Several TV shows, including the Fox-produced series "How I Met Your Mother," are slated to wrap production on the lot today as their supply of available scripts runs dry, and other series also continue in production on the lot, including "Journeyman," "Bones" and "Shark." Most series have later call times of noon or so on Fridays, so even heavier-than-normal picketing would be especially disruptive then.
Yet if the WGA rally seemed sure to cause some anxiety on the lot, there also appeared to be signs that its planning was taxing those trying to mount the event.
Many of the guild's media alerts have been rather last minute ever since negotiations with the studios began in July. Of course, coordinating press stunts involving celebs on picket lines can be tougher than herding cats, but generally speaking an early and detailed media alert produces the broadest coverage.
By late Thursday, there was still no official media alert on the event. A guild spokesman would confirm only that a rally had been set for 10 a.m. Friday at Fox Plaza. The plaza, located near a Fox office tower at 2121 Avenue of the Stars, is situated just around the corner from the studio's main gate on busy Pico Boulevard in west Los Angeles.
POLANSKI BIO TO BE FILMED
Roman Polanski, who has filmed many tragic stories over the years, will soon see his own tragedy-filled life brought to the big screen in an unauthorized biopic.
Amadeus Pictures head Damian Chapa will write, produce and direct "Polanski," which will include passages about the director's childhood in Poland during the Holocaust; the murder of his wife, Sharon Tate, by followers of Charles Manson in 1969; and his conviction for sex with a minor that has kept him out of the U.S. for decades.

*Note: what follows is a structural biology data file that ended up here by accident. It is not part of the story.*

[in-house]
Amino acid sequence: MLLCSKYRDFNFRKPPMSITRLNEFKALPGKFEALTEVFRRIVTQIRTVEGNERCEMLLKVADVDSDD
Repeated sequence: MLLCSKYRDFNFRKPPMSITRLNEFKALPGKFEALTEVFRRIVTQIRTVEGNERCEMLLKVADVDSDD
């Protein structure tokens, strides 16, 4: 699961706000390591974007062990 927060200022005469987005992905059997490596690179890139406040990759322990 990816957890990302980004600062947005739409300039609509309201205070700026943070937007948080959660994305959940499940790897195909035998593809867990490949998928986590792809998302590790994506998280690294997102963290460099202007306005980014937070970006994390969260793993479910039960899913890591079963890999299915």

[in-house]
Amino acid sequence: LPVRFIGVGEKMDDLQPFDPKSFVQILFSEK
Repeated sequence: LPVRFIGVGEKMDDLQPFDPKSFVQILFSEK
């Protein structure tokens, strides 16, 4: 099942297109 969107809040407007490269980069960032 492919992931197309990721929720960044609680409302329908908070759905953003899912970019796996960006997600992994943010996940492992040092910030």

"It's a very intense story we're going to carefully base on court documents and public-domain records," Chapa said. "I've looked at the court documents of his (statutory rape) case, and they're so brash and in-your-face. What happened there has overshadowed his whole life yet also been swept under the carpet. I've always been fascinated by his story and couldn't understand why no one has done a movie about him."
FRED CLAUS LOOKS TO TOP BOX OFFICE
This weekend's domestic boxoffice crown could be grabbed by a leggy "Gangster" or a still-hovering "Bee" who sounds like Jerry Seinfeld, but it more than likely will go to a newcomer with the last name of Claus.
A Middle Eastern yarn titled "Lions for Lambs," starring some guy named Tom Cruise, also unspools.
Yes, it looks like another busy weekend for anybody programming movie multiplexes.
Warner Bros.' "Fred Claus," a seasonal comedy starring Vince Vaughn as the ne'er-do-well older brother of Santa (Paul Giamatti), bows in 3,603 theaters during a period bolstered by better-than-usual Sunday and Monday grosses. That is thanks to the anticipation of help from the Veterans Day holiday, which falls on Sunday and will give many prospective moviegoers a day off from work Monday.
"It's a great family film and is really well-positioned going into the long weekend," Warners distribution president Dan Fellman said.
"Claus' " playability over the coming frames should be strengthened by the approach of the Thanksgiving holiday period. And as Fellman noted, "The thing about Christmas movies is that they play long."
During its first three days, "Claus" seems safe to do more than $20 million, but it's worth noting that Vaughn has starred in a few films opening above $30 million.
Vaughn's biggest starring bow came in June 2006 with "The Break-Up." His next best opening was July 2005's "Wedding Crashers," followed by "Dodgeball: A True Underdog Story" with its $30.1 million bow in June 2004.
Meanwhile, Universal/Imagine's "American Gangster" would seem to have at least a shot at repeating atop the weekend boxoffice, but it would have to avoid a drop of 50% or more. As a family film, DreamWorks/Paramount's "Bee Movie" also should display good second-weekend hold.
Arguably, each of those holdover films could ring up $20 million or so in three-day business during their sophomore sessions. Whether that proves to be enough to grab the frame's top spot depends on how moviegoers embrace "Claus."